“Mom, can I take my iPod to school?”

I didn’t expect it to startle me the way that it did. We’ve always let the girls play with our electronics, our phones chock full of apps and videos recommended by Cool Mom Picks and Cool Mom Tech. I am not ashamed of the amount of screen time they have and feel confident in the boundaries we’ve set with what they can look at or play. I’ve proudly snapped pictures of them after finding them cuddled like kittens playing Stack the States together.


I think the difference is the idea of them using the devices in the company of the pack on the bus. The bus having become this place where bad things happen and things are learned at the feet of rebellion-thirsty kids. I was a late-bloomer and while I don’t kid myself into thinking that the girls will be exactly like me, they have been slow to dive into the glossy, preening, grown-up world that is so readily offered in the toy aisle. I’ve loved it and been proud of the time they’ve had, but I am also ready, albeit nervously, to allow them to dip their toes into new water.

Rationally I know that they need the opportunity to make good decisions and not so good decisions, that the lessons inherent in decision making are not something I can teach or scare into them.

“So can I?”

It’s Avery. She is at once the easiest and the hardest, feelings easily hurt and a daring that makes me wonder if she has enough natural fear to keep her safe. Maybe it’s better though, the fear I had didn’t keep me from bad decisions as much as it kept me from pursuing dreams.

“I’m not sure. I need to talk to dad. We haven’t really made up our minds on this, ok?”

She huffs, annoyed and resigned. “Hey, we’ll figure it out, ok?” She nods as she walks away.

It feels a bit like standing on a dock and stuffing marshmallows in a leaky rowboat that is drifting away, but then, Ave isn’t a rowboat and she doesn’t have a leak. She is a second grader surrounded by kids already using cell phones, texting friends and playing on apps as they take the bus to school. Briar is in fourth and while she isn’t asking to take my old phone to school as often as Ave is, she is even more surrounded with girls texting, using Instagram, and playing Minecraft.

There is something about this particular stage that feels vastly less intuitive, somehow with eating organic and outlawing Bratz dolls, I felt no doubt. These decisions were right for our family and I never wavered. This new realm of iPhones and texting, I won’t deny I am struggling. It feels dramatically irreversible.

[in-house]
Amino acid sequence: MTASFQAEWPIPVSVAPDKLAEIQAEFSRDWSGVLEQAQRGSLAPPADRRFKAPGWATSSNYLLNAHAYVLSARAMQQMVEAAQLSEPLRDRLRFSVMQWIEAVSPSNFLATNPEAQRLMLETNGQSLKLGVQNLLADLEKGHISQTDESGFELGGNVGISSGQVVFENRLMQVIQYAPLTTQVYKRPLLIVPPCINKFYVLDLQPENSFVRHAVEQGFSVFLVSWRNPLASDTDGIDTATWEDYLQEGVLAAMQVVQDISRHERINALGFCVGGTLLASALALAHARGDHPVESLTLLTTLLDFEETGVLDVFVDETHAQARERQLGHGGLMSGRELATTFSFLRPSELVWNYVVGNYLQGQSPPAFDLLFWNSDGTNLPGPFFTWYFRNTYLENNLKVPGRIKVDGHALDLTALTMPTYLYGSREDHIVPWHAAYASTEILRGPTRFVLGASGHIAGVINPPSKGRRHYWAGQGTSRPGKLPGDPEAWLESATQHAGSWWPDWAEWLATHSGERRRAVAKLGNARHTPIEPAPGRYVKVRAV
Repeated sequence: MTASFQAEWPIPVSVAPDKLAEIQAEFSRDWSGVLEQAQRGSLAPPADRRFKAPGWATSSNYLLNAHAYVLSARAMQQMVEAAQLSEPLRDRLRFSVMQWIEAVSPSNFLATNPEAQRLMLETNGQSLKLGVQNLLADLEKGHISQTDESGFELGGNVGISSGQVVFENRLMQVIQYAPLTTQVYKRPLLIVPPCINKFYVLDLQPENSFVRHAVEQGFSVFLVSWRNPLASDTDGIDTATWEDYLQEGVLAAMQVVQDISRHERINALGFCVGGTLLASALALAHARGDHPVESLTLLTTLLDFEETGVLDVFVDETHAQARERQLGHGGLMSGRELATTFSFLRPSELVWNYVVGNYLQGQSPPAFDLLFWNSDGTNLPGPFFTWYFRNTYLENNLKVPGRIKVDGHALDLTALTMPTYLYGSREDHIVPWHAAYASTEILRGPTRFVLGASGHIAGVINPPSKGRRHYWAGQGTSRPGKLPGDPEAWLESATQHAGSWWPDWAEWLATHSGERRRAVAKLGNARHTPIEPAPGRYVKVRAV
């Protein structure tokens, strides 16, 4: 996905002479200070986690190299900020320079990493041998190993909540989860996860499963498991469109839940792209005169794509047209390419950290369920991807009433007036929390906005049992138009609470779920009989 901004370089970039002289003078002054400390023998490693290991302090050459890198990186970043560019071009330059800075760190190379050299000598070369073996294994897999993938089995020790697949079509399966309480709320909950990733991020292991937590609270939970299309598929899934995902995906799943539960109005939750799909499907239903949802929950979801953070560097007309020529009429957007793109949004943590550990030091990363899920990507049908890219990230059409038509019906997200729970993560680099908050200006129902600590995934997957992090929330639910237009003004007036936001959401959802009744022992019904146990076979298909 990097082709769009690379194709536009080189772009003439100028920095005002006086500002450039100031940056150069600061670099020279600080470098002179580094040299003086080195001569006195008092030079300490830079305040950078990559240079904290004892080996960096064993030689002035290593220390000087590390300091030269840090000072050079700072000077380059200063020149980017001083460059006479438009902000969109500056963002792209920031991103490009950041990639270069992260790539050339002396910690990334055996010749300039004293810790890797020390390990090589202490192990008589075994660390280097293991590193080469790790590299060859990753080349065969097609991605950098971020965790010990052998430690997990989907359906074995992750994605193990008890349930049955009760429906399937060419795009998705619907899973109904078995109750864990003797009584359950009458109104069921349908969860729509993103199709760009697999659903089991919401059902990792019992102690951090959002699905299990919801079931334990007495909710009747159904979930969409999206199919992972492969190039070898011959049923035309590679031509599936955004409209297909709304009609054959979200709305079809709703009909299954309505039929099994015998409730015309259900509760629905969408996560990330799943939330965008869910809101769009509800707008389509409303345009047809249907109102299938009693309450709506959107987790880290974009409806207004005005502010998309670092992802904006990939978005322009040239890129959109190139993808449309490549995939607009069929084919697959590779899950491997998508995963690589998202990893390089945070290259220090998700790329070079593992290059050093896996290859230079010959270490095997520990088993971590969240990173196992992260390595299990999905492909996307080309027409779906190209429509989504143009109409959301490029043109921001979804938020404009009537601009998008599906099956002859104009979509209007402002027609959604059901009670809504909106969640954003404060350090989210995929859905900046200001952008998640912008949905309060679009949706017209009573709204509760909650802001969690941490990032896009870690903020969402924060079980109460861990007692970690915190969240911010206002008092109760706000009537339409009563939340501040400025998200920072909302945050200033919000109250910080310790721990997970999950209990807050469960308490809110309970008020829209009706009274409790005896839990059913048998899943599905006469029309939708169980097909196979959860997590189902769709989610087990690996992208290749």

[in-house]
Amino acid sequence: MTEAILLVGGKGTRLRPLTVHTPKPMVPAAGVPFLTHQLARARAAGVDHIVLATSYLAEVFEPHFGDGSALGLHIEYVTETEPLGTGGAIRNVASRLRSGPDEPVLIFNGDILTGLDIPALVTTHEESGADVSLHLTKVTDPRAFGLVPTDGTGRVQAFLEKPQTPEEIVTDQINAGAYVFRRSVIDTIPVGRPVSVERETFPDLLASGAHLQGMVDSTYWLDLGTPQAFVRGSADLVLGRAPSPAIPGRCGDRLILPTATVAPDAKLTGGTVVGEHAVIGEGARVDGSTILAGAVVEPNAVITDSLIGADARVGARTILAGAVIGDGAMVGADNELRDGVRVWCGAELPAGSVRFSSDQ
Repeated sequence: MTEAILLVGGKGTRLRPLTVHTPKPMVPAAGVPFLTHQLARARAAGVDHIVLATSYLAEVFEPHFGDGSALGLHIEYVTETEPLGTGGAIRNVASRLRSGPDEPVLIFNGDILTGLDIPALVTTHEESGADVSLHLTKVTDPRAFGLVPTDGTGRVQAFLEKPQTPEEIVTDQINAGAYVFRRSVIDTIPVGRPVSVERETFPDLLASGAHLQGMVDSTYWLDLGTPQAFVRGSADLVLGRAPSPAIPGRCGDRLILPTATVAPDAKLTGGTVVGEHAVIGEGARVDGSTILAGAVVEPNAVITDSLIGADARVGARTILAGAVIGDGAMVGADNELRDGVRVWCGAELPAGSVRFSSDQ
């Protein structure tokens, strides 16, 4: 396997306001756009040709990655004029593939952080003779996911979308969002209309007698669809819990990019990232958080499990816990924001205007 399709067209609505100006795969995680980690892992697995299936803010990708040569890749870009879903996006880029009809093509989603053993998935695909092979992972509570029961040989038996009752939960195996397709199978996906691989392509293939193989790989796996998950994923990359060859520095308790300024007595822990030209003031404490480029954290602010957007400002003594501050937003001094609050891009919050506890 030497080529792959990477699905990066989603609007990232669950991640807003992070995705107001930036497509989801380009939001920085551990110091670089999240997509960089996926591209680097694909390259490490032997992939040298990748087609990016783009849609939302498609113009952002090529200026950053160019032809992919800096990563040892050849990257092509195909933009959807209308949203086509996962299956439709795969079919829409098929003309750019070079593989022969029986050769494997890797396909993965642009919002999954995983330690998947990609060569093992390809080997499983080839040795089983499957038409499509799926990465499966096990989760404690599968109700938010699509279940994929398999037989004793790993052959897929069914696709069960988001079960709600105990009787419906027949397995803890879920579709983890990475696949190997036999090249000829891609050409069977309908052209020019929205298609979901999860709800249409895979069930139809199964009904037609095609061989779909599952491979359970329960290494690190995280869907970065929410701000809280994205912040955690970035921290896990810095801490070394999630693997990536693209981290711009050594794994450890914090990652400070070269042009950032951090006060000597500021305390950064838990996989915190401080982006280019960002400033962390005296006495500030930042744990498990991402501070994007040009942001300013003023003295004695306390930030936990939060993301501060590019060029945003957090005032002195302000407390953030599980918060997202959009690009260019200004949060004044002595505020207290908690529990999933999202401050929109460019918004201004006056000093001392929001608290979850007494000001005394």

Santa, Tooth Fairy, God, Smoking, Death, Violence

All of these things will inevitably be addressed, I mean even as I wrote this Fin grinned at me from the dining room table and said, “Hey mama, I’ve been wondering about where babies come from.”  I have to laugh and thank the universe for keeping me laughing at the log-rolling impossibility of staying ahead of all the twists and turns of parenting. There are no water stops or cooling stations, just more, “Mom, why was there blood on your toilet paper? I saw it before you flushed.”

When Briar came and hovered behind me as I was typing on the computer I paused. “What’s up?” I asked.

“Oh, nothing. You don’t have to stop. I just want to watch.” I was hunting for a pair of shoes for Sean. “Are you shopping?”  I said that I was and we sat together looking at shoes, eventually shifting from Jack Purcell slip ons to open toe boots. Briar squealed when a particularly fierce, laser-cut pair of red leather boots came on the screen. “You like those? I asked.

“Yes, they are so cool they look almost like art.”

It occurred to me that while we haven’t cracked the phones at school nut, maybe we could carve out a space for them to explore. “You know sometimes I find things, shoes as an example, that I like, but that I might not wear. Maybe they’re too expensive or too high, whatever. Rather than buying them I pin them.

“You pin them? Is that Pinterest?” she smiled. I nodded.

“Ok, let’s try something.” I opened Pinterest and created a board for the girls. I explained to Briar how she could use the board and all the types of things that she could pin.

“Thank you sooo much, mom. This is so cool.” She spent the next 30 minutes beaming at the screen and pausing thoughtfully to consider her words.

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Later Avery came downstairs, “What was Briar doing on your laptop earlier?” I explained that she was pinning things and that Ave could do it if she wanted to.

“Really? You’ll let me?” she asked. I nodded and let her dive into this new world. For now I think what she craves is new access, it doesn’t have to be a device on the bus. Yet.

Do you have the phone thing figured out for kids? Will you share your take?